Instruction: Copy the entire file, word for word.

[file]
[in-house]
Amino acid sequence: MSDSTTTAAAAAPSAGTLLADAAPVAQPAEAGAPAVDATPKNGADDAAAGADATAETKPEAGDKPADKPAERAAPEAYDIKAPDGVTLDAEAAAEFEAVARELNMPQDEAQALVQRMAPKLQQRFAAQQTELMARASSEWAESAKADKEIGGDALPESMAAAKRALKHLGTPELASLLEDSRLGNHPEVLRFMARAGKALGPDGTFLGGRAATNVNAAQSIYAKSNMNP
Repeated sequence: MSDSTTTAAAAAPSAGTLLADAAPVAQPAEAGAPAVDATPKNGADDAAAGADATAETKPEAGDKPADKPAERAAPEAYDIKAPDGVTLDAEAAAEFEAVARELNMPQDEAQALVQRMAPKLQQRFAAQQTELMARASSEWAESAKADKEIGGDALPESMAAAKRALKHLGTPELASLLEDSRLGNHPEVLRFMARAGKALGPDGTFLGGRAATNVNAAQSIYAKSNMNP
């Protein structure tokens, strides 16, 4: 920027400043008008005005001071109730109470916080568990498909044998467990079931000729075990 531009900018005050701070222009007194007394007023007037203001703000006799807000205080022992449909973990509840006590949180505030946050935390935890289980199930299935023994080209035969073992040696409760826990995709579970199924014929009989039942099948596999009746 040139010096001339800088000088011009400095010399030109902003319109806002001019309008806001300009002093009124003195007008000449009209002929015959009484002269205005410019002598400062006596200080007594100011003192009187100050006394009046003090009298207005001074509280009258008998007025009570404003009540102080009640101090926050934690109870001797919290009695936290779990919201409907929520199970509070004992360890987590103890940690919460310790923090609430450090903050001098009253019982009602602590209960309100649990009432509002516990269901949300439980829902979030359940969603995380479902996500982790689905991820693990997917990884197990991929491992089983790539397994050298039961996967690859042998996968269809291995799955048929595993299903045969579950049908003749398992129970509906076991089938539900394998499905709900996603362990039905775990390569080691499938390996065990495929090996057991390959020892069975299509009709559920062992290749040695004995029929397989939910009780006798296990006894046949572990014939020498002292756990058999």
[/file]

[in-house]
Amino acid sequence: MSDSTTTAAAAAPSAGTLLADAAPVAQPAEAGAPAVDATPKNGADDAAAGADATAETKPEAGDKPADKPAERAAPEAYDIKAPDGVTLDAEAAAEFEAVARELNMPQDEAQALVQRMAPKLQQRFAAQQTELMARASSEWAESAKADKEIGGDALPESMAAAKRALKHLGTPELASLLEDSRLGNHPEVLRFMARAGKALGPDGTFLGGRAATNVNAAQSIYAKSNMNP
Repeated sequence: MSDSTTTAAAAAPSAGTLLADAAPVAQPAEAGAPAVDATPKNGADDAAAGADATAETKPEAGDKPADKPAERAAPEAYDIKAPDGVTLDAEAAAEFEAVARELNMPQDEAQALVQRMAPKLQQRFAAQQTELMARASSEWAESAKADKEIGGDALPESMAAAKRALKHLGTPELASLLEDSRLGNHPEVLRFMARAGKALGPDGTFLGGRAATNVNAAQSIYAKSNMNP
């Protein structure tokens, strides 16, 4: 920027400043008008005005001071109730109470916080568990498909044998467990079931000729075990 531009900018005050701070222009007194007394007023007037203001703000006799807000205080022992449909973990509840006590949180505030946050935390935890289980199930299935023994080209035969073992040696409760826990995709579970199924014929009989039942099948596999009746 040139010096001339800088000088011009400095010399030109902003319109806002001019309008806001300009002093009124003195007008000449009209002929015959009484002269205005410019002598400062006596200080007594100011003192009187100050006394009046003090009298207005001074509280009258008998007025009570404003009540102080009640101090926050934690109870001797919290009695936290779990919201409907929520199970509070004992360890987590103890940690919460310790923090609430450090903050001098009253019982009602602590209960309100649990009432509002516990269901949300439980829902979030359940969603995380479902996500982790689905991820693990997917990884197990991929491992089983790539397994050298039961996967690859042998996968269809291995799955048929595993299903045969579950049908003749398992129970509906076991089938539900394998499905709900996603362990039905775990390569080691499938390996065990495929090996057991390959020892069975299509009709559920062992290749040695004995029929397989939910009780006798296990006894046949572990014939020498002292756990058999």